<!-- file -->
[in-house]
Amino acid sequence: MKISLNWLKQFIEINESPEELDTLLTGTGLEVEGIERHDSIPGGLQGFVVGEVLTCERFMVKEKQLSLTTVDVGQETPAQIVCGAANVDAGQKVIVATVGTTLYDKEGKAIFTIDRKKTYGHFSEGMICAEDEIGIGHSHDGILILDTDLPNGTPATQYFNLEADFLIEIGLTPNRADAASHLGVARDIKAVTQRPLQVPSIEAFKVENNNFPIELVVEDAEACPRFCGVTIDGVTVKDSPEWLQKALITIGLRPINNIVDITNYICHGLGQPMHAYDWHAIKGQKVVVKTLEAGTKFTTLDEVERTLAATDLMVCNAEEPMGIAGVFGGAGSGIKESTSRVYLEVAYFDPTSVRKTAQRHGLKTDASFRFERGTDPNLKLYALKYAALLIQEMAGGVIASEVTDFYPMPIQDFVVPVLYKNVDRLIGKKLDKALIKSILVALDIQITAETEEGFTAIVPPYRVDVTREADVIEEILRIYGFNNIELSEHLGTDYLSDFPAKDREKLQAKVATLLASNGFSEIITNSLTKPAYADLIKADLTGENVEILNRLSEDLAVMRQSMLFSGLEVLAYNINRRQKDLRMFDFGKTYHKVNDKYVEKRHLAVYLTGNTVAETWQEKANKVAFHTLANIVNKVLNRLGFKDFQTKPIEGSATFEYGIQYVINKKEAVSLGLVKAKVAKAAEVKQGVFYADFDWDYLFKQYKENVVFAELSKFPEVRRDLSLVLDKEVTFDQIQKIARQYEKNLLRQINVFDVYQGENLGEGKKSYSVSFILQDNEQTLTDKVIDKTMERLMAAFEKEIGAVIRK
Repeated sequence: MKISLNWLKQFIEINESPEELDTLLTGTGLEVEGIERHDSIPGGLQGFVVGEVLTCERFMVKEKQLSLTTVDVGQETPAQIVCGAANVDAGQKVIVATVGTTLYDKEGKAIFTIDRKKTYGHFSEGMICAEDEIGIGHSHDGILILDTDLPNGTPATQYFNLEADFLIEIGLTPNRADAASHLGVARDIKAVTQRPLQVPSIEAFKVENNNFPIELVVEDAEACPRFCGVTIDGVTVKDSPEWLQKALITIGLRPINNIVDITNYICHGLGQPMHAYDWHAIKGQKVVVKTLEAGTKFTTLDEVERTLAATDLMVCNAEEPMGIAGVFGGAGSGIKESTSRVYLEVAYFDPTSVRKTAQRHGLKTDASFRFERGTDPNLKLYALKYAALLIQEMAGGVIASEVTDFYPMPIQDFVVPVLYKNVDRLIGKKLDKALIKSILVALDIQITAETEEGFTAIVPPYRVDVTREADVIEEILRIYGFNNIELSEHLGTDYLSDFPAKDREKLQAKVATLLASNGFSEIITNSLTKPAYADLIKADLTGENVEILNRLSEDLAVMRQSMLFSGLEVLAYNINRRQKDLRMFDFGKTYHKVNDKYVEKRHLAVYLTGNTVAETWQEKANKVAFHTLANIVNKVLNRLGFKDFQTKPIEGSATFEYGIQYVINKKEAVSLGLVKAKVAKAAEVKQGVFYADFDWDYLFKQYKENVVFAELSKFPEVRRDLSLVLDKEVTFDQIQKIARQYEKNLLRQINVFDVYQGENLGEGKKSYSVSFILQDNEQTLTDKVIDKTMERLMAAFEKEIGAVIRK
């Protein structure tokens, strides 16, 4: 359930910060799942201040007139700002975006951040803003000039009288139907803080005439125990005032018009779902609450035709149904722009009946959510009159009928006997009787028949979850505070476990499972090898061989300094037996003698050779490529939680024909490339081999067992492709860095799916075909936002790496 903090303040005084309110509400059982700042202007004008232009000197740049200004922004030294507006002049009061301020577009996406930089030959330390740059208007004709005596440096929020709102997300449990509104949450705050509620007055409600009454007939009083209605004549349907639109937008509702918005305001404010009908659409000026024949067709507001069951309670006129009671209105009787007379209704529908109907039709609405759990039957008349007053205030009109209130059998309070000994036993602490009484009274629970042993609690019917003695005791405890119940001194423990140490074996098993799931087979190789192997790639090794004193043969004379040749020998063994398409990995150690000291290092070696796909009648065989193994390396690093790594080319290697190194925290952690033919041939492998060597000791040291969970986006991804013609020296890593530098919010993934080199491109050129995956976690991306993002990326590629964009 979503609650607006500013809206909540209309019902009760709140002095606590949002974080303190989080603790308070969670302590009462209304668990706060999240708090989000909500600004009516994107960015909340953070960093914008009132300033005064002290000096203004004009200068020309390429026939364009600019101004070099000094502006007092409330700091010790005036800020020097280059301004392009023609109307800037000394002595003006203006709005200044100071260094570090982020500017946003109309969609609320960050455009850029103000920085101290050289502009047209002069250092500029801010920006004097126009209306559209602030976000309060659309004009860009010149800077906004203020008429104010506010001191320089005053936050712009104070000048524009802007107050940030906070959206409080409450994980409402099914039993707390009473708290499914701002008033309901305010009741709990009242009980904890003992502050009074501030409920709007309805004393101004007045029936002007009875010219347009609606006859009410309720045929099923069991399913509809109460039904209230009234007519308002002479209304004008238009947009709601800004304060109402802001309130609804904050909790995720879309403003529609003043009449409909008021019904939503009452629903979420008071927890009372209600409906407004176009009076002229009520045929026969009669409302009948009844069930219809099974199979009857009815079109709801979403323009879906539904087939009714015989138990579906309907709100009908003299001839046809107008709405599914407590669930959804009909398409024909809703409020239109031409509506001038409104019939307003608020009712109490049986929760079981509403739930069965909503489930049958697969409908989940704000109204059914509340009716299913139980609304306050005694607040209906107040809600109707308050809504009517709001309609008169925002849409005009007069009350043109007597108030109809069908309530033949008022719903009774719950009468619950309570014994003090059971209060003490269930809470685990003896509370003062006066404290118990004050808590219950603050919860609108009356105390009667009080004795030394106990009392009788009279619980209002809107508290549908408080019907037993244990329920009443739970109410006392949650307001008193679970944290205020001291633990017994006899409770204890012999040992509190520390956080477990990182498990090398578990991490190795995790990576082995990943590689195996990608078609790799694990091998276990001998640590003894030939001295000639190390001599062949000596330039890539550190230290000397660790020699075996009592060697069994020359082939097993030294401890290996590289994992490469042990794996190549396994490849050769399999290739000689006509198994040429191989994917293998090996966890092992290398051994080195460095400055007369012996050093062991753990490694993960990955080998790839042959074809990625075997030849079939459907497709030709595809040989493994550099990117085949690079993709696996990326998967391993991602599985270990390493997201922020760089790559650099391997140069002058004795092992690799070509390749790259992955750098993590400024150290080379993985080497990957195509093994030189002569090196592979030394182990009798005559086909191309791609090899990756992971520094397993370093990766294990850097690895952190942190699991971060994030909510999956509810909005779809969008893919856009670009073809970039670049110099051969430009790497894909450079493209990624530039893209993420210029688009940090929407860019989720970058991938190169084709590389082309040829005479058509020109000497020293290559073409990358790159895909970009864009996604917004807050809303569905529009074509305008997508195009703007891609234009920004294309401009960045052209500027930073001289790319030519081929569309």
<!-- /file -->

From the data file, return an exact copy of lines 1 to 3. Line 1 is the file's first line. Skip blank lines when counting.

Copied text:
[in-house]
Amino acid sequence: MKISLNWLKQFIEINESPEELDTLLTGTGLEVEGIERHDSIPGGLQGFVVGEVLTCERFMVKEKQLSLTTVDVGQETPAQIVCGAANVDAGQKVIVATVGTTLYDKEGKAIFTIDRKKTYGHFSEGMICAEDEIGIGHSHDGILILDTDLPNGTPATQYFNLEADFLIEIGLTPNRADAASHLGVARDIKAVTQRPLQVPSIEAFKVENNNFPIELVVEDAEACPRFCGVTIDGVTVKDSPEWLQKALITIGLRPINNIVDITNYICHGLGQPMHAYDWHAIKGQKVVVKTLEAGTKFTTLDEVERTLAATDLMVCNAEEPMGIAGVFGGAGSGIKESTSRVYLEVAYFDPTSVRKTAQRHGLKTDASFRFERGTDPNLKLYALKYAALLIQEMAGGVIASEVTDFYPMPIQDFVVPVLYKNVDRLIGKKLDKALIKSILVALDIQITAETEEGFTAIVPPYRVDVTREADVIEEILRIYGFNNIELSEHLGTDYLSDFPAKDREKLQAKVATLLASNGFSEIITNSLTKPAYADLIKADLTGENVEILNRLSEDLAVMRQSMLFSGLEVLAYNINRRQKDLRMFDFGKTYHKVNDKYVEKRHLAVYLTGNTVAETWQEKANKVAFHTLANIVNKVLNRLGFKDFQTKPIEGSATFEYGIQYVINKKEAVSLGLVKAKVAKAAEVKQGVFYADFDWDYLFKQYKENVVFAELSKFPEVRRDLSLVLDKEVTFDQIQKIARQYEKNLLRQINVFDVYQGENLGEGKKSYSVSFILQDNEQTLTDKVIDKTMERLMAAFEKEIGAVIRK
Repeated sequence: MKISLNWLKQFIEINESPEELDTLLTGTGLEVEGIERHDSIPGGLQGFVVGEVLTCERFMVKEKQLSLTTVDVGQETPAQIVCGAANVDAGQKVIVATVGTTLYDKEGKAIFTIDRKKTYGHFSEGMICAEDEIGIGHSHDGILILDTDLPNGTPATQYFNLEADFLIEIGLTPNRADAASHLGVARDIKAVTQRPLQVPSIEAFKVENNNFPIELVVEDAEACPRFCGVTIDGVTVKDSPEWLQKALITIGLRPINNIVDITNYICHGLGQPMHAYDWHAIKGQKVVVKTLEAGTKFTTLDEVERTLAATDLMVCNAEEPMGIAGVFGGAGSGIKESTSRVYLEVAYFDPTSVRKTAQRHGLKTDASFRFERGTDPNLKLYALKYAALLIQEMAGGVIASEVTDFYPMPIQDFVVPVLYKNVDRLIGKKLDKALIKSILVALDIQITAETEEGFTAIVPPYRVDVTREADVIEEILRIYGFNNIELSEHLGTDYLSDFPAKDREKLQAKVATLLASNGFSEIITNSLTKPAYADLIKADLTGENVEILNRLSEDLAVMRQSMLFSGLEVLAYNINRRQKDLRMFDFGKTYHKVNDKYVEKRHLAVYLTGNTVAETWQEKANKVAFHTLANIVNKVLNRLGFKDFQTKPIEGSATFEYGIQYVINKKEAVSLGLVKAKVAKAAEVKQGVFYADFDWDYLFKQYKENVVFAELSKFPEVRRDLSLVLDKEVTFDQIQKIARQYEKNLLRQINVFDVYQGENLGEGKKSYSVSFILQDNEQTLTDKVIDKTMERLMAAFEKEIGAVIRK